For the first time ever, a 35-strong group of models including Iskra Lawrence, Ashley Chew and Carré Otis have written a searingly honest and much-needed open letter to the fashion industry, ahead of New York Fashion Week.
The letter is in response to a study which indicates that the greatest prevalence of eating disorders is among models.
In the letter published on National Eating Disorders Association (NEDA) based in the US , the models wrote:
“As models, we care about each other’s health and wellbeing. As we look toward New York Fashion Week, we strongly urge you to prioritize health and celebrate diversity on the runway this season.
“Concerns about the fashion industry’s promotion of extreme thinness are nothing new but a recent research study published in the International Journal of Eating Disorders confirms that unhealthy weight control practices are a serious problem in the industry. Too often, models are being pressured to jeopardize their health and safety as a prerequisite for employment.
“Eating disorders have the highest mortality rate of any mental health concern and survivors often suffer irreversible damage to their health. That is why we have teamed up with the Model Alliance and the National Eating Disorders Association to address this issue.
“Together, we are challenging you to make a serious commitment to promote health and diversity on the runway. Through our social media platforms, which collectively reach millions of people, we will recognize the industry leaders who step up to this challenge.
“Specifically, we will keep an eye out for diversity of race, size, age, and gender status, and we hope to see diversity within and across all of those categories.”
Published in the International Journal of Eating Disorders, “Results of a Strategic Science Study to Inform Policies Targeting Extreme Thinness Standards in the Fashion Industry” was conducted to add scientific knowledge to the debate around thinness in the industry.
Of course the pressure around weight isn’t just specific to the US, London models experience the same pressures.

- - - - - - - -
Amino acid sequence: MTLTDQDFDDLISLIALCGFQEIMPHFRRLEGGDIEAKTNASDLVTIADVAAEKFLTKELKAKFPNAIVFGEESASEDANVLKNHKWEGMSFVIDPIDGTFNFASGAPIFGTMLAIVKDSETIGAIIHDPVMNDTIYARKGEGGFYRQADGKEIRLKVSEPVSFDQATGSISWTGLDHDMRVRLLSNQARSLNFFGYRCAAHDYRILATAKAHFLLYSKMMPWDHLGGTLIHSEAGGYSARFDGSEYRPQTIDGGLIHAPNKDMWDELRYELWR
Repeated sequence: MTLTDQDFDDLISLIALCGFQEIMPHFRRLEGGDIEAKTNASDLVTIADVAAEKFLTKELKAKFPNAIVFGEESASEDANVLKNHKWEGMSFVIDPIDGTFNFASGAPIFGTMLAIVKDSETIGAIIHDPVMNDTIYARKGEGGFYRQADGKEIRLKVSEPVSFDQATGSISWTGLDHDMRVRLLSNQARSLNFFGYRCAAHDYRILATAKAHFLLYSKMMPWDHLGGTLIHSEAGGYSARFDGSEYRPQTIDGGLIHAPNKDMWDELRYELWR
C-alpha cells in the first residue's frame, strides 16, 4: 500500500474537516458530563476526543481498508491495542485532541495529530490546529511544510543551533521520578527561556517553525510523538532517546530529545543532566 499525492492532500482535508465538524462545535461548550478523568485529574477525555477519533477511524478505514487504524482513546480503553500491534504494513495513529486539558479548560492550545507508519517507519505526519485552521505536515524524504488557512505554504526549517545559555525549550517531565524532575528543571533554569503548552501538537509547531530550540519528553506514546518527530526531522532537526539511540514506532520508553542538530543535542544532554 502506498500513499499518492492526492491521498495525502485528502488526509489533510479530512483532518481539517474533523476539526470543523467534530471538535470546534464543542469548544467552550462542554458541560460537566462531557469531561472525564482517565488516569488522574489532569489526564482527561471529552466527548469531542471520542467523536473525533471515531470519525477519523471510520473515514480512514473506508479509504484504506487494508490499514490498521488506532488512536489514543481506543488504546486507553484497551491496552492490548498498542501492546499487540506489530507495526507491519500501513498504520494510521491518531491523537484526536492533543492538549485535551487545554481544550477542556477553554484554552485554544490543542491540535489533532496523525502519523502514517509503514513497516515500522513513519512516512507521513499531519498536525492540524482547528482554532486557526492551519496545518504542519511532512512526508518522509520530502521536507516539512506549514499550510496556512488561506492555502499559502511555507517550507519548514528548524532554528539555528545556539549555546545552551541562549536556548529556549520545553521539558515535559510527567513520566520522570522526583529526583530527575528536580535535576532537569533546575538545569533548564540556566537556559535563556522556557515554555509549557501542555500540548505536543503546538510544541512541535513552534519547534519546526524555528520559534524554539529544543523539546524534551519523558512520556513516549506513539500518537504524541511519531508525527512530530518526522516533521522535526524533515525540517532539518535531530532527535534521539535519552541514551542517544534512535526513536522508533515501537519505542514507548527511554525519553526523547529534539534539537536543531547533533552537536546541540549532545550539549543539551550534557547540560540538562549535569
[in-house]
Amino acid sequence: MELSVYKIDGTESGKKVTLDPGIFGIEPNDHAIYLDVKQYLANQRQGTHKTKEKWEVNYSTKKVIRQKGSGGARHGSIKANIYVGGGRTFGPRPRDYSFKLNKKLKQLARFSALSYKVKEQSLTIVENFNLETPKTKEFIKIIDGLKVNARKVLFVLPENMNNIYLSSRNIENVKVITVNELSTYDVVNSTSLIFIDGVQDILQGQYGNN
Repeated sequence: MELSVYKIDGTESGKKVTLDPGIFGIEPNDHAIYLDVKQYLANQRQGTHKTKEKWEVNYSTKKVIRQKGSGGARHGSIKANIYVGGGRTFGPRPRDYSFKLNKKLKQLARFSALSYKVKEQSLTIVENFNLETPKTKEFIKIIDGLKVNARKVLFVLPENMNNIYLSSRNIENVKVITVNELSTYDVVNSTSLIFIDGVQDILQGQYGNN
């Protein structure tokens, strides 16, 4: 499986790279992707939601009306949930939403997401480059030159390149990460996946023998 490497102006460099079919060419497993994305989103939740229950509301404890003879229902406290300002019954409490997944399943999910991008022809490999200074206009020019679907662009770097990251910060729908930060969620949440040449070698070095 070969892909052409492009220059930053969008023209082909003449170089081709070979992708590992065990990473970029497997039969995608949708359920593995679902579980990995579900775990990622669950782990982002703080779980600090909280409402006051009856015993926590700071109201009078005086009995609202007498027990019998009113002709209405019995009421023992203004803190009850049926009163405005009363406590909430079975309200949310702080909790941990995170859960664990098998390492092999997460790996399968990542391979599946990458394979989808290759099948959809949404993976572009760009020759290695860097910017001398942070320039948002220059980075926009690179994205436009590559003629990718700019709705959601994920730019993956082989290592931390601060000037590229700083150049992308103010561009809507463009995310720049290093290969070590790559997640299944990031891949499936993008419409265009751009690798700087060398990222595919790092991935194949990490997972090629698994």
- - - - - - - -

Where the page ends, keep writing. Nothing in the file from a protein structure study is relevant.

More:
In an article with the Guardian last year, model Rosie Nelson - who joined the Women’s Equality Party to tackle this same issue - said: “They control your life. They’re getting you your jobs, they’re providing you with your income, and you become like a slave to it.
“The industry’s so consuming that you forget about the real world. In the real world I’m incredibly thin, but in the modelling world I’m still too big. So when they asked me to lose weight, I accepted it.”
The subject of weight restriction has long since been a controversial one. Some models say it excludes them if their bodies naturally have a low BMI, while places such as Milan and Madrid already enforce rules to protect models. France and Israel have followed suit banning underweight models.
Iskra Lawrence, one of the models who has put her name to the campaign has long since been a body positive image advocate. “When I saw my first campaign with them (lingerie brand Aerie) and I could see my unretouched body - pics with rolls / back fat I’m not gonna lie I was shocked.
“That quickly turned into joy because they made me feel good enough and knew that those “flaws” didn’t mean I wasn’t beautiful in fact showing that their models didn’t have to be “flawless” was incredibly empowering.”
The last paragraph of the letter reads: “Now more than ever, we have an opportunity to send the message that diversity is what makes us strong. We sincerely hope that all of you – from designers and editors to agents and casting directors – will collectively harness the industry’s creative power to be forward thinking, inclusive, and do the right thing.”
The full list of models includes:
Ingrid Sophie Schram